Iain Duncan Smith believes pensioners should follow the plucky example of newly-rich mugging victim Alan Barnes, rather than relying on state handouts.
IDS reckons the small fortune Barnes received in charitable donations following his near-murder is an example of the Big Society at its best.
“When I saw Mr Barnes’ heavily bruised face staring out from the newspaper I had what you might describe as a Eureka moment,” he told us.
“As little as one severe kicking by an unknown assailant could generate enough cash to pay your gas bill and leave you with money left over for non-essentials like food.”
“Even a punch to the ribs at a bus stop followed by mild stamping could pay for a night at the bingo.”
IDS’s proposals were given a mixed reaction from the few pensioners who have survived the coalition, with many insisting they would be prepared to split the cash with any teenage psychopath who doesn’t go too hard on them.
The Work and Pensions Secretary insists old people should ‘make themselves available’ by failing to follow simple anti-crime measures like locking windows or buying a dog.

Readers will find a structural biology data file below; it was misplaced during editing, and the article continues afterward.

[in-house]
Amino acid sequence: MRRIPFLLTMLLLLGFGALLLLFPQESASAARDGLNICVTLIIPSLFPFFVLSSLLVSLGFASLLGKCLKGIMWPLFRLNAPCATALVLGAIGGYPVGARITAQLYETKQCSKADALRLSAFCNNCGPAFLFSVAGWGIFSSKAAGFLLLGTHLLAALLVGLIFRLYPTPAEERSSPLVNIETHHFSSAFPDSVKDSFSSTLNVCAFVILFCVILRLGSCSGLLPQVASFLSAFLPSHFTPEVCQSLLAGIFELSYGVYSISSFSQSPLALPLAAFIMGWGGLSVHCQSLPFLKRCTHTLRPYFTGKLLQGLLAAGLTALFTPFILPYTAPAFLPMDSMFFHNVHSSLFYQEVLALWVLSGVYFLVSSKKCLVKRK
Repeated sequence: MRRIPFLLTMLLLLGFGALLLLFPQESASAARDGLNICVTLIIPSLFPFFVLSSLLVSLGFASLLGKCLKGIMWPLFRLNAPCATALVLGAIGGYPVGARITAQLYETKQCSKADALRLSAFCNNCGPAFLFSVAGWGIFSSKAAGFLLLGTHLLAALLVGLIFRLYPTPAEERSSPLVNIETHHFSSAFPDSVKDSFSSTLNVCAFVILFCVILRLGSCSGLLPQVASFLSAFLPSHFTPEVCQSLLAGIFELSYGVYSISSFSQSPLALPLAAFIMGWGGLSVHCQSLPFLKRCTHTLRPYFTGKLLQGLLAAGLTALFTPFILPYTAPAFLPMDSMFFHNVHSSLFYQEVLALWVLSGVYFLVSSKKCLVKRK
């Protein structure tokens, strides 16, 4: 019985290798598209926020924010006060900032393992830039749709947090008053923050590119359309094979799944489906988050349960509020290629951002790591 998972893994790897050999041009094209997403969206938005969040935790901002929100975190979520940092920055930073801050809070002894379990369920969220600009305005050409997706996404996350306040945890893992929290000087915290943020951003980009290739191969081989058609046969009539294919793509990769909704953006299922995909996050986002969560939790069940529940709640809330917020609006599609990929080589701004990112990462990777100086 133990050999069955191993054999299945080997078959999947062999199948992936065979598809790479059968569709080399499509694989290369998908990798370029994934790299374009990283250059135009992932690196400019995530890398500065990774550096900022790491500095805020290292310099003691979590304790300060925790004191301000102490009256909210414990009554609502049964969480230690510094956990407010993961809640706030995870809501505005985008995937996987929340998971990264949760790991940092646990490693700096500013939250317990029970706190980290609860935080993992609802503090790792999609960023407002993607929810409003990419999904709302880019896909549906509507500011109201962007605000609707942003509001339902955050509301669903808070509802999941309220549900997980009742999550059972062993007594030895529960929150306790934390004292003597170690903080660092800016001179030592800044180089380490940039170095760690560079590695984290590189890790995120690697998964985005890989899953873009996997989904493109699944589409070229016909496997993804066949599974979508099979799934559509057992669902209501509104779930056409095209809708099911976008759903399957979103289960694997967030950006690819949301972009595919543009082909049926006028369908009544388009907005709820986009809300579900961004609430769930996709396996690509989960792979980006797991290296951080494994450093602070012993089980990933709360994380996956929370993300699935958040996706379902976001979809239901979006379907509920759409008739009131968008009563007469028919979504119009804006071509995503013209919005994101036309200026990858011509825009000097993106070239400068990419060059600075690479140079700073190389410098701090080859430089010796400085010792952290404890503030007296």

IDS added, “A few prudent steps such as setting up an online charity website linked to Paypal could mean that you’re ‘quids in’ in the event that you regain consciousness in an NHS hospital surrounded by your loving family.”
96 year-old Simon Williams said, “I exist on a meagre state pension that barely covers the cost of heating my small flat at 6B Kensington Rise, Rock Ferry, Birkenhead, the one with the green drainpipes that conveniently backs on to a poorly-lit entry.”
“You’ll find the key under the mat.”